A new cooperative must have enough members to start operation and justify its existence. Additional members may be needed to financially strengthen the association or increase its volume.
Cooperatives that provide supplies and services normally have open membership. Those that process and market or bargain for price and contractual agreement or offer limited services may have a selective membership policy. Members should feel a responsibility to recommend others believed to be qualified users. That’s why it’s important for members to understand what their cooperative is, how it operates, its benefits, and its limitations.
People join cooperatives primarily for economic benefits-services and increased income. Most people want to be shown the advantages of cooperative membership. If those benefits are not evident, few prospects will join and even if they do, they probably won’t regularly patronize the cooperative.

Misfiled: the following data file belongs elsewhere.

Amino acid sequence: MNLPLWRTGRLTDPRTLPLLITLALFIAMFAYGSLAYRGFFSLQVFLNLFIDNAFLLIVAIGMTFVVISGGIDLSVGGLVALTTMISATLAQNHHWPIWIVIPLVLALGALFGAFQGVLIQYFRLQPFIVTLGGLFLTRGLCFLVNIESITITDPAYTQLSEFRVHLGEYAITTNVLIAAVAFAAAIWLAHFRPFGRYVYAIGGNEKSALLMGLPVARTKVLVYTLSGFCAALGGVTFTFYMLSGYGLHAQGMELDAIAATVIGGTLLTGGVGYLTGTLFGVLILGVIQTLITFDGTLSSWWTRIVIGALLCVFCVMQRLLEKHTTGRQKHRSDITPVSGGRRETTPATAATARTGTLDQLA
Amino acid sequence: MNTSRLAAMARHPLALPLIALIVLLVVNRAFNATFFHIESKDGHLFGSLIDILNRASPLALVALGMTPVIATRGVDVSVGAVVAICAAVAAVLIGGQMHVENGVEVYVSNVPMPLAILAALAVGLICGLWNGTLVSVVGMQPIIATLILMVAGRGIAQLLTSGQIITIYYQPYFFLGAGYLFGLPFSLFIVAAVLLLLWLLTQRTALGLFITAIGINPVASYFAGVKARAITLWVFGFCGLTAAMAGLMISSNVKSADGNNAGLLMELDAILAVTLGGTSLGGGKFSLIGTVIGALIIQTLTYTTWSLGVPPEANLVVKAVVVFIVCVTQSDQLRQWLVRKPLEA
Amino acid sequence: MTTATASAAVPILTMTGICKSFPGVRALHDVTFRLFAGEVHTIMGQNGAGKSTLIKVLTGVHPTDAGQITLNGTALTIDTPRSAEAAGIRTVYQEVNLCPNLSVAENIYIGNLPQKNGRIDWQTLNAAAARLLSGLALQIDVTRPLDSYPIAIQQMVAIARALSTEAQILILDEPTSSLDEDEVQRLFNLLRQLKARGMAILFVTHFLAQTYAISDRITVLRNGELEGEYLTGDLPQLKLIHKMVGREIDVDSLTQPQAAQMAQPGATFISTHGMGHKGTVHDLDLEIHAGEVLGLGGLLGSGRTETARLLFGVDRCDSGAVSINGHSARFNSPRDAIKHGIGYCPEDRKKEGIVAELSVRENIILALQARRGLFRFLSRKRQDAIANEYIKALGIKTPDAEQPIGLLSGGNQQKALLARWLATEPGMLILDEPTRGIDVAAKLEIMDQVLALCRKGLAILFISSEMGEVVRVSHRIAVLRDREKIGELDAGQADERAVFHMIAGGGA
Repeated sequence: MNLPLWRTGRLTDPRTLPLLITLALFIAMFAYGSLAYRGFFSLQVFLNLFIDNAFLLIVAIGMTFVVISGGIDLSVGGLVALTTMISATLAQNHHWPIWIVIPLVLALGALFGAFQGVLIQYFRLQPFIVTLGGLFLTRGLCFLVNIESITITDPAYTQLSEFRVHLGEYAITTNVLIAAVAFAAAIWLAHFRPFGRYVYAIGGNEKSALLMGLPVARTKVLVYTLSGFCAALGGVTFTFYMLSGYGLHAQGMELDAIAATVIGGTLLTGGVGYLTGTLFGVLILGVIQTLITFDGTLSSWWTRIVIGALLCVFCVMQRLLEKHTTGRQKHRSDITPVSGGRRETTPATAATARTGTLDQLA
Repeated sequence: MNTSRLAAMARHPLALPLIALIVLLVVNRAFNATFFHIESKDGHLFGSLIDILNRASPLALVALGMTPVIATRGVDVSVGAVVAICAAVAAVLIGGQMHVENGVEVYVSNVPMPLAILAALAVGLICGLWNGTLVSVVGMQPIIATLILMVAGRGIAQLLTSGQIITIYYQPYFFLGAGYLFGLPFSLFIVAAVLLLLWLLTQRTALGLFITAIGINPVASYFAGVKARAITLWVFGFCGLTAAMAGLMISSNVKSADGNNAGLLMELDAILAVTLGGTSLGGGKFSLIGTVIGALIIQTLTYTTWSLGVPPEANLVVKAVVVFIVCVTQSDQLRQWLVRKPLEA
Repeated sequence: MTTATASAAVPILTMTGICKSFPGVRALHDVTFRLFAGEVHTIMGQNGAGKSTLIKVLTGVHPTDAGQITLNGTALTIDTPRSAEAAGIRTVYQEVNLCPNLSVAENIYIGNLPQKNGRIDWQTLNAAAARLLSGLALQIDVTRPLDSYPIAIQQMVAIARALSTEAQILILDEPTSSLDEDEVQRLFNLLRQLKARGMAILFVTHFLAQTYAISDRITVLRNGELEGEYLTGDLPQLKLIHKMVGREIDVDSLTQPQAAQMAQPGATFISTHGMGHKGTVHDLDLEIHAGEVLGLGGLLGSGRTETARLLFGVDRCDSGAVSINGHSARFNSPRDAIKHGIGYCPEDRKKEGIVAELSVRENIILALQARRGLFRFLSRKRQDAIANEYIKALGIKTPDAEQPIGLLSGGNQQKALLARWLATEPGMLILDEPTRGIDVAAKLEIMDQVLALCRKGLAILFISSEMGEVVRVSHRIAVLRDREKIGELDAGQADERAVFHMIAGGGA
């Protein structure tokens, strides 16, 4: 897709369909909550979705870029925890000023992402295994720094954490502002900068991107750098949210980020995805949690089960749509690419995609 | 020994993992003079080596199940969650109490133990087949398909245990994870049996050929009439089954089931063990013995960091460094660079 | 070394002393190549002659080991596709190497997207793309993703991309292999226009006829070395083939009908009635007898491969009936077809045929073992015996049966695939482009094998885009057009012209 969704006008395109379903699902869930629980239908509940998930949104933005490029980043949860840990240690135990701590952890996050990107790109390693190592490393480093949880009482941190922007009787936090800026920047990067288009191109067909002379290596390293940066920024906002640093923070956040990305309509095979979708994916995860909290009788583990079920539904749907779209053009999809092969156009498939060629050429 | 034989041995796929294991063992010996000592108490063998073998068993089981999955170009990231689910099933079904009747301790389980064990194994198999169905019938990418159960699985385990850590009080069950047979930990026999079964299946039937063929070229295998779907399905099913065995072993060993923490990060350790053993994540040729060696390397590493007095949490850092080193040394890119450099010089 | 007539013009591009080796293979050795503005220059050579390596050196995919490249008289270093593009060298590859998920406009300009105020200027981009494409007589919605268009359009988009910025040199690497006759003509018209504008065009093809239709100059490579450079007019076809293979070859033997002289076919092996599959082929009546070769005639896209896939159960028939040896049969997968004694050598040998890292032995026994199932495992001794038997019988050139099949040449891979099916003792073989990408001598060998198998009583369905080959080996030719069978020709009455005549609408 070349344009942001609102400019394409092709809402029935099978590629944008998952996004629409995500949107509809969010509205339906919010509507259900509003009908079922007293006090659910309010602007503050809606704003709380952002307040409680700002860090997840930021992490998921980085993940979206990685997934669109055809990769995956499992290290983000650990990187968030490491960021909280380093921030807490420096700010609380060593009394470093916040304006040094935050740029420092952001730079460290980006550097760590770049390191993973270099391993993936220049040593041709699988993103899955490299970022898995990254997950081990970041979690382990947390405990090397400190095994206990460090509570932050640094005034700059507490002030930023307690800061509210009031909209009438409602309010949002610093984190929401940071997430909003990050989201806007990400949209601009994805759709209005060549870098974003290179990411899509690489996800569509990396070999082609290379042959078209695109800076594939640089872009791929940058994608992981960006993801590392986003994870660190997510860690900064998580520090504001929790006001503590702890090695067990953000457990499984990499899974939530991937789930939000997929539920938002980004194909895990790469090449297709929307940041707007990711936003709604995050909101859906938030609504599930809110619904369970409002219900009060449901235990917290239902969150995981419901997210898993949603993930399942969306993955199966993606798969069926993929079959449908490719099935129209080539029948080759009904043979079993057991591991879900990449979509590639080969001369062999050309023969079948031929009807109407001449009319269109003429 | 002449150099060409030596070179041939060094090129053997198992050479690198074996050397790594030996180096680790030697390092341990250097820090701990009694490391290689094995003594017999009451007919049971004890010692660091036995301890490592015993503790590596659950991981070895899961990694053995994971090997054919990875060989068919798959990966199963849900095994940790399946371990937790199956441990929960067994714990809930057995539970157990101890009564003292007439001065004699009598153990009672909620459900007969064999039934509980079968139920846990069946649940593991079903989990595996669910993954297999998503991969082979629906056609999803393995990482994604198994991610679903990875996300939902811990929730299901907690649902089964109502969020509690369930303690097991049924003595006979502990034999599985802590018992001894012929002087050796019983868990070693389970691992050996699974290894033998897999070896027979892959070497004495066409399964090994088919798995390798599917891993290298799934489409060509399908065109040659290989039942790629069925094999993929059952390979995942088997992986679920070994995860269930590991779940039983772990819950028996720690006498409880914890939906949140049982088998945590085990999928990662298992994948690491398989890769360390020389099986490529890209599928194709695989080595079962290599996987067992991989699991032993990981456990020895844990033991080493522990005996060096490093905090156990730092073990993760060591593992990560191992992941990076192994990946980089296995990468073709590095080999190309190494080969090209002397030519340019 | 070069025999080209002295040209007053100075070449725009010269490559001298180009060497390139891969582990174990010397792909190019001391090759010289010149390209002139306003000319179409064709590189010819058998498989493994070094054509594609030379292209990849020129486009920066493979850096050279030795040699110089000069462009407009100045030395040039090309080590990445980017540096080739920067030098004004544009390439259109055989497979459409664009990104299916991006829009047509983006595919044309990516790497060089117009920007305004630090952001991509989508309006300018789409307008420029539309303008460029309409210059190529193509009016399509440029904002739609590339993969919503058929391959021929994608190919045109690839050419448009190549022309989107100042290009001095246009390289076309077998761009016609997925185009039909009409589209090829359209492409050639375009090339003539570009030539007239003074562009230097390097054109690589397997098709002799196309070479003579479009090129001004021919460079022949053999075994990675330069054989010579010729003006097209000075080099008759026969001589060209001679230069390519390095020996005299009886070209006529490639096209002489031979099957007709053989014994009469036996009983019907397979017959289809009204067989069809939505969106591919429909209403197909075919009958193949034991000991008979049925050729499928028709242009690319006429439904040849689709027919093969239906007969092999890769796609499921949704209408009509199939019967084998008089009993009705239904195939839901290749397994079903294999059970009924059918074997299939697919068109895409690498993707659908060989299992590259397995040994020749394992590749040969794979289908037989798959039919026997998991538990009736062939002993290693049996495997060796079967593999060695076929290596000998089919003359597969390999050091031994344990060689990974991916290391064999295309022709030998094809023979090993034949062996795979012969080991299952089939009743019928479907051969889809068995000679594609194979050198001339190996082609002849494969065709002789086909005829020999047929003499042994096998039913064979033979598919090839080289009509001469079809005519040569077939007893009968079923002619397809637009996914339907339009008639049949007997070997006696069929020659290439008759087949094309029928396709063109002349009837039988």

New members may be asked to join by purchasing stock or paying a membership fee and signing an application. The applicant should get a receipt for funds collected. The cooperative must follow-up with membership and stock certificates and related material.
Accurate accounting of money is an extremely sensitive issue. The cooperative should retain an independent accounting firm to assist in recording funds prior to any sale of stock or the collection of substantial amounts of money.